Chris Blattman: So, I think it's true. But at the same time--if you traveled across different countries in Africa or even different countries in Latin America, for argument's sake, which are the places that I know better, and you went from rural area [?] village to village, it's true that you might--you'll never find, like a Singapore there. You'll never find a--you'll very seldom find an enormous amount of, you know, First-World-level production. But here's the thing: You will find that some villages in some places, or even in the same country, are 10 or 20 times as wealthy as other villages. And a lot of that is because they've become better at producing and better at organizing and just more productive in general. And so there is a lot of room for variation. So, you can get a lot of growth. And you can make a lot of strides, in terms of quality of life, and infant mortality, and all of the things that we care about. Things like--just the marginal utility, like the benefits we get a little bit on the margin from those advances are so huge--

Russ Roberts: Yeah, I agree--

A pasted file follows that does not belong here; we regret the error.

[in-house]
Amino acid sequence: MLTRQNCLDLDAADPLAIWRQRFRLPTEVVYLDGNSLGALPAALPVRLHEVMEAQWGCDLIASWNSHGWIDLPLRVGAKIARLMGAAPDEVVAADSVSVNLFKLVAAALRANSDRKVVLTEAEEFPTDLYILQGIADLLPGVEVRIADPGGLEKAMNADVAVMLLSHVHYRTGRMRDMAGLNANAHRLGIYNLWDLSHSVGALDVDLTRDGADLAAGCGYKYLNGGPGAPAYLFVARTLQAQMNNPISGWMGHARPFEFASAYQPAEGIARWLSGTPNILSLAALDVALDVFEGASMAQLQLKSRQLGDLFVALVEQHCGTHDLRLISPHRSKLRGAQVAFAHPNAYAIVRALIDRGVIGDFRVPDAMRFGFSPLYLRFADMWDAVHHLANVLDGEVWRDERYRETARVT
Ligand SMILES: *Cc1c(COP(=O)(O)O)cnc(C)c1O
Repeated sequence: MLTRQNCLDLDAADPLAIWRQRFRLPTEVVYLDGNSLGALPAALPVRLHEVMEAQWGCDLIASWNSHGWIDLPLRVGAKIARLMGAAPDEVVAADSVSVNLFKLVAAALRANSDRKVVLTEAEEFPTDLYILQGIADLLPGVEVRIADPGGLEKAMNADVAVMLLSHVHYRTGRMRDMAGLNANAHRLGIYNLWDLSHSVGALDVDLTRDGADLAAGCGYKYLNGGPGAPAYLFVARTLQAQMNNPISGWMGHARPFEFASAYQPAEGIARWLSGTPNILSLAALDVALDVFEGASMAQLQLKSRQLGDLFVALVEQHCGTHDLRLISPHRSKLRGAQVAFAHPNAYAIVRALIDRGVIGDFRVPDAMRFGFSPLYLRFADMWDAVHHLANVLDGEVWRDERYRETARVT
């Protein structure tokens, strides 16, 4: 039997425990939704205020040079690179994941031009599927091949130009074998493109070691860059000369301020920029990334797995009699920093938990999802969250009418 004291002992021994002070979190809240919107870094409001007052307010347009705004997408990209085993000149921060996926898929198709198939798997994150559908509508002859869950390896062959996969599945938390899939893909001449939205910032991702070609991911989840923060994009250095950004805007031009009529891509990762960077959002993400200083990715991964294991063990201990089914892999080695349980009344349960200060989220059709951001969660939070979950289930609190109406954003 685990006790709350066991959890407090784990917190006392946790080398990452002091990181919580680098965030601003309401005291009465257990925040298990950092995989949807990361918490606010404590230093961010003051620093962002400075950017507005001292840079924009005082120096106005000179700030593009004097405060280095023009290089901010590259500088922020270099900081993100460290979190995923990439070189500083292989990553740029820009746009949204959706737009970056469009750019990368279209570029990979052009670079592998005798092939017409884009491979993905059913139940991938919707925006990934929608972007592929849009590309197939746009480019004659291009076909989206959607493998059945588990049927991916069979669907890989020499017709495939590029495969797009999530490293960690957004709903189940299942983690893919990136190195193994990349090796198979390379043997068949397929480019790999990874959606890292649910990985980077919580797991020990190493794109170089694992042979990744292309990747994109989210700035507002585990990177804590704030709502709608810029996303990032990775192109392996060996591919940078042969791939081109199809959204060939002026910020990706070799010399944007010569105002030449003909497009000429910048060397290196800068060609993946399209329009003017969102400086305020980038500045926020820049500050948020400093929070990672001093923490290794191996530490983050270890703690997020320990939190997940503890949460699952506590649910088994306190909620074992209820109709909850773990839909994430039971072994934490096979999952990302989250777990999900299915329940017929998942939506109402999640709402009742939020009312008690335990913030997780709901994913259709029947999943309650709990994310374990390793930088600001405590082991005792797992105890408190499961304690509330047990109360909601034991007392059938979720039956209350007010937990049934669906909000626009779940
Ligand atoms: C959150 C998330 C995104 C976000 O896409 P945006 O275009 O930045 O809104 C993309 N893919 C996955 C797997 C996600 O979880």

Chris Blattman: that you can--so there's a lot of room. I don't want to leave people with the impression that it's all about urbanization, industrialization. That there's a lot of benefits to being able to become more productive in agriculture and small-skill production.

Russ Roberts: Yeah, that's cool--well said. I just--I think there's a discontinuity of sorts there. There's a--I like to think of it as: You put the hundred most talented people, and you can pick them. I'll let you pick who they are. And you put them on an island with no outside exchange possibilities. You can give them all the technology you want. You can give them all the resources. It can be an island full of oil underneath it. And all kinds of metals underneath it. And beautiful, rich soil. But 100 people can't be very wealthy. Now, 100 people trading with, you know, a billion people can be wealthy. So I'm not suggesting that we have to get everybody into the cities. Obviously a well-developed urban sector can help a well-developed rural sector thrive through their interactions. But I just think--when we think about "growth," as opposed to, again, a decent standard of living or a minimal standards above subsistence, there's something a little different going on there. But your point about the variation is huge. Obviously, small villages can be much better off than other small villages if they do things well.